Gritty scenes of the aftermath of murder, robbery and arson have long been fodder for television and film, but the day to day role of real life crime scene examiners can be even more varied.
In Louth, the Scenes of Crime unit are five trained gardai based at Collon Garda Station, operating on a county wide basis, and are among the busiest in the country.
"Certainly outside of the big cities, the unit here in Louth would have a large volume of call outs,” says Garda Aidan Hanlon, one of the longest serving crime scene examiners in the county.
“With Dundalk and Drogheda, two of the largest towns in Ireland, the number of cases we are called to every year is only going up.”
"Things were a lot quieter during Covid of course, but we are averaging 400 cases in the first few months of this year,” a figure which he admits is likely to be much higher by the end of the year.
"Our busiest year was 2013, with over 1,700 jobs recorded,” he adds, admitting that the impact of the financial crash was hitting home by then.
Responding to everything from a broken window in a home or business, to the most horrific of murder cases, the role is, he admits “not everyone’s cup of tea, but is definitely really varied. ”
Beginning his career as a garda on the beat, he switched tack in the early 2000’s, when the offer to work on the crime scene team came up. Nearly twenty years later, he admits there is “very little you don’t see in this job.”
The huge popularity of tv shows such as CSI: Crime Scene Investigation and it’s many spin offs sparked a surge in interest in criminal forensics, but came under fire for inaccurate portrayals of real life crime scene examiners.
"Shows like that have investigators not only collecting evidence, but analysing it and interviewing witnesses as well, when in reality the roles are all separate,” says Garda Hanlon.
“Our job is essentially to collect the evidence, whatever that may be, and to interpret the scene as we find it.”
As much as emotion has to be set aside for the role, he adds that crime scenes examiners are cognisant of how different people will react in very different ways to a crime being committed.
"We are always conscious that when we go out to a scene, maybe to a window or a door having been damaged in an elderly person’s home, that it could be really traumatic for them. it’s criminal damage, but it could also affect how safe they feel in their home.”
Sudden deaths, arson, criminal damage, and road traffic accidents are among the most frequent case types for the crime scenes unit.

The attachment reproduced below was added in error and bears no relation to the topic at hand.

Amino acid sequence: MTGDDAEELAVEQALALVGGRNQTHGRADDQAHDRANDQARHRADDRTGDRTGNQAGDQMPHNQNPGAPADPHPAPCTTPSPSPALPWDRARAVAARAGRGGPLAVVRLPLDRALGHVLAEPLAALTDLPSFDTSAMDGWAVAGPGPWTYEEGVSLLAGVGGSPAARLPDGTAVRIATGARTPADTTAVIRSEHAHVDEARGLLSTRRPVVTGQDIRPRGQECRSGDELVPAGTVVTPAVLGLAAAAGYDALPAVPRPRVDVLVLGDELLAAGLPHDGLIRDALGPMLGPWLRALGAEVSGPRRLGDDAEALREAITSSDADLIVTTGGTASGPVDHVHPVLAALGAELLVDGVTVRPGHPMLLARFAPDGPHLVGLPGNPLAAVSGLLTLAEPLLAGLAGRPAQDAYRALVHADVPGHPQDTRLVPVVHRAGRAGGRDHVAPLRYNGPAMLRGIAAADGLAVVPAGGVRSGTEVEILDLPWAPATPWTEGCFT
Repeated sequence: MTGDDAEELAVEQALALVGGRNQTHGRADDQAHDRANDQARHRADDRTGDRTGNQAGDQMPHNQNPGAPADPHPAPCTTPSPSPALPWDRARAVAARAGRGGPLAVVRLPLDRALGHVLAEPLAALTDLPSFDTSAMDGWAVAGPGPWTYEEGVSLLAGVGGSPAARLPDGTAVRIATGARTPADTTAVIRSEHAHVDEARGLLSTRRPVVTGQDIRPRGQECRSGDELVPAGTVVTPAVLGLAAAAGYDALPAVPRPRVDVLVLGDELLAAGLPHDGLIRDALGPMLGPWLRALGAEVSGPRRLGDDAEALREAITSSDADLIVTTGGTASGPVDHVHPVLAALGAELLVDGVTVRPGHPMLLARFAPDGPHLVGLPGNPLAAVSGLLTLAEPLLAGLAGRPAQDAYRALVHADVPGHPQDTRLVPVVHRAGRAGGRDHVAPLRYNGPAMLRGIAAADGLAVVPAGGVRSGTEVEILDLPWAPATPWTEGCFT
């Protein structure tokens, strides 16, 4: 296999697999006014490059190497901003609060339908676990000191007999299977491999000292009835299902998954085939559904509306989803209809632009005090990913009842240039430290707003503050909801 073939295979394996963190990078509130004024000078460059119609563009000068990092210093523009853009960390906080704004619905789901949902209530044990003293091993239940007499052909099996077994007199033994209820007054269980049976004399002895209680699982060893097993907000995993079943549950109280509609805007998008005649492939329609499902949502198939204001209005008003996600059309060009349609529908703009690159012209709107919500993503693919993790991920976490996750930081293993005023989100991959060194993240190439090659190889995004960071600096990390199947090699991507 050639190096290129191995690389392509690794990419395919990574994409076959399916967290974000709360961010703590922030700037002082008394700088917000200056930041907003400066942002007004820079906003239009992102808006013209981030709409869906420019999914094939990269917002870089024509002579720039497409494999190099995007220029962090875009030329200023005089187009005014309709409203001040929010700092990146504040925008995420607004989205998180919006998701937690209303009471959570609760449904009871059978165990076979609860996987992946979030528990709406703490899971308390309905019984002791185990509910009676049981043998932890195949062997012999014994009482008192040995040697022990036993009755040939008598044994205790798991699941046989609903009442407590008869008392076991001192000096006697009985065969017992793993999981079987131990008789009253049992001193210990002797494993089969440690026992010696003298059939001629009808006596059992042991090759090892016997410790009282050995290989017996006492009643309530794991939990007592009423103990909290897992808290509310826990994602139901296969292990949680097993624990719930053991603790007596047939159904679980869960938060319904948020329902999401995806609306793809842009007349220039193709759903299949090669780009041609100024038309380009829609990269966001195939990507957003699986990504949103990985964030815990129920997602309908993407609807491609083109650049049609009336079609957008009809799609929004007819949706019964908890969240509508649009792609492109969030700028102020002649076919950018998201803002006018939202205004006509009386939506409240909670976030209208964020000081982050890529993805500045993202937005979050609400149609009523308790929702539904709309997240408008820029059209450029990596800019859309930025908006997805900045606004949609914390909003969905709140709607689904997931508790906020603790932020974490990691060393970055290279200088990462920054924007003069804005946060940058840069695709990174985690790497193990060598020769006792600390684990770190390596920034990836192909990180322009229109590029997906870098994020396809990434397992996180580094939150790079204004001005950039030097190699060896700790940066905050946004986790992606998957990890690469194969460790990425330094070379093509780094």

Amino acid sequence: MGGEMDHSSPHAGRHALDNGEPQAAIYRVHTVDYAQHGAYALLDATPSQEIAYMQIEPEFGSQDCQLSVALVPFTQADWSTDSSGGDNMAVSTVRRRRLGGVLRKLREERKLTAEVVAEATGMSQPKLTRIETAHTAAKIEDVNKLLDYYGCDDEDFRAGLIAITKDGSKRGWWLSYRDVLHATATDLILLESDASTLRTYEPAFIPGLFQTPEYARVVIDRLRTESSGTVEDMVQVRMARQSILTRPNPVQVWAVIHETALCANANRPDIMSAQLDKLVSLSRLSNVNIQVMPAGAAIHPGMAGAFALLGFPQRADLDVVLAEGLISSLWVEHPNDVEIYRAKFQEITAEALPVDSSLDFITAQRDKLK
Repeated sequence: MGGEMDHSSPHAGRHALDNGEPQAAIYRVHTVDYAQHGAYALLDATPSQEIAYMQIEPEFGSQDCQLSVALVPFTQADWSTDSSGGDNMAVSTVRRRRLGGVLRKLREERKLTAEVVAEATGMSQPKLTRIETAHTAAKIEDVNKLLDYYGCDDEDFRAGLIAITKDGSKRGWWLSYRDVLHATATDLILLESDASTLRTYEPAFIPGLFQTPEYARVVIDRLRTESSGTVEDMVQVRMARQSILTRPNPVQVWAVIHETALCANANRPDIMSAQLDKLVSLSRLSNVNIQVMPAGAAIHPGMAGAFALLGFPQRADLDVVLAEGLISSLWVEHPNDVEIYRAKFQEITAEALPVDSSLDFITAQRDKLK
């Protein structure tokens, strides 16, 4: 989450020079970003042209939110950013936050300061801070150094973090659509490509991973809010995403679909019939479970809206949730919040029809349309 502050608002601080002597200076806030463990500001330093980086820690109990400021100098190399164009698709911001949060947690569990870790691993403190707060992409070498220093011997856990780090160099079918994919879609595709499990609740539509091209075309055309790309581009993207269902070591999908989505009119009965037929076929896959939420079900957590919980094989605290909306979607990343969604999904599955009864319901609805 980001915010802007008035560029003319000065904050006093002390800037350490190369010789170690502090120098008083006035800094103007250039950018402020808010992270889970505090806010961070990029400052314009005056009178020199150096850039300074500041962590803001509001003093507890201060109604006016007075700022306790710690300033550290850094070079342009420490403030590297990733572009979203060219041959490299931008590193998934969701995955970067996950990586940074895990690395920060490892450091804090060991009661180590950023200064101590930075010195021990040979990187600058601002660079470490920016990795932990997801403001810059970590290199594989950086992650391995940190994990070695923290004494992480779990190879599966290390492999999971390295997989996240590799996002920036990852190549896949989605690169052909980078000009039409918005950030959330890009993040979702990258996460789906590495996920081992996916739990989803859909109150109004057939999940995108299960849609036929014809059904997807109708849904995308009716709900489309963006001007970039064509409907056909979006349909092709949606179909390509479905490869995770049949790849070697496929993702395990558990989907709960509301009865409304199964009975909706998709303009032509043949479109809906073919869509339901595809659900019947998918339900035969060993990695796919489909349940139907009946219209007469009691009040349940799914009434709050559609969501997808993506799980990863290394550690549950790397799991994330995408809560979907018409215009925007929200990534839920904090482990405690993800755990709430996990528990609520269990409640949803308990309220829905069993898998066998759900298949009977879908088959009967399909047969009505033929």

But despite the broad spectrum of cases, he adds, most will be met with a common approach.
"Fingerprints and DNA are regularly collected, at a lot of crime scenes, whether a car or a person is involved. Photographs and videos are also a key part of evidence across a range of scenes of crime.”
"There are many things which can be evidence, dash- cams have been a good source in recent years for the investigation of road accidents.”
On other days, the team could find themselves bagging a brick or a piece of glass to be analysed, or having to take a wall apart to remove a bullet fragment lodged within it.
"It just depends what has happened, and often we don’t know what to expect until we get to the scene”
Clothing can be a major source of evidence, and with new facilities soon to come online at the Collon base, blood stained clothing can be placed in a dedicated room to air dry before being sent for analysis.
"If someone has been involved in an altercation, and there is blood in the clothing, it may well become evidence. It has to be left to dry naturally though, and out of sunlight, so we’re glad to be able to have a facility for that.”
Crime scene examiners are often called to attend post mortem examinations, to take photographs and to collect evidence from the body, including bullets, clothing, and samples from nails, hair, etc.”
"It’s definitely not a job that will suit everyone. In fact it is one of the first questions I would ask someone considering this type of work, how would you feel about collecting evidence from a dead body? We could be called out to a house where someone has been dead for quite a while, and even if it was a natural death, the conditions we find them are definitely not easy to deal with. But if you can get past that, you just need to accept we are there to do a job, and we get on with it.”
One true to life aspect of crime tv shows is that any piece of evidence collected at a crime scheme could ‘make or break’ criminal proceedings that follow.
"It’s definitely something that is at the forefront of your mind going out to a scene, no matter what the incident is. We are collecting the evidence always with a mind to how it might be included in a book of evidence for court.”
For that very reason, protecting the “chain of evidence” is absolutely vital to the work of crime scenes examiners, noting times, places and people who are handed evidence.
All of this, scenes of crime examiners are aware, could be a potential focus for scrutiny during a court case.
Despite the challenges, he admits there is “huge satisfaction in seeing a photograph you took or evidence you collected becoming a part of a successful prosecution.”
"It’s why we do what we do, and it does make a difference when the evidence has helped,” say Garda Hanlon.
"No matter what we face in this job, you can’t let it keep you awake at night. Yes there are a lot of traumatic scenes the team here have come across, but you have to leave it at the door when you go home at night.”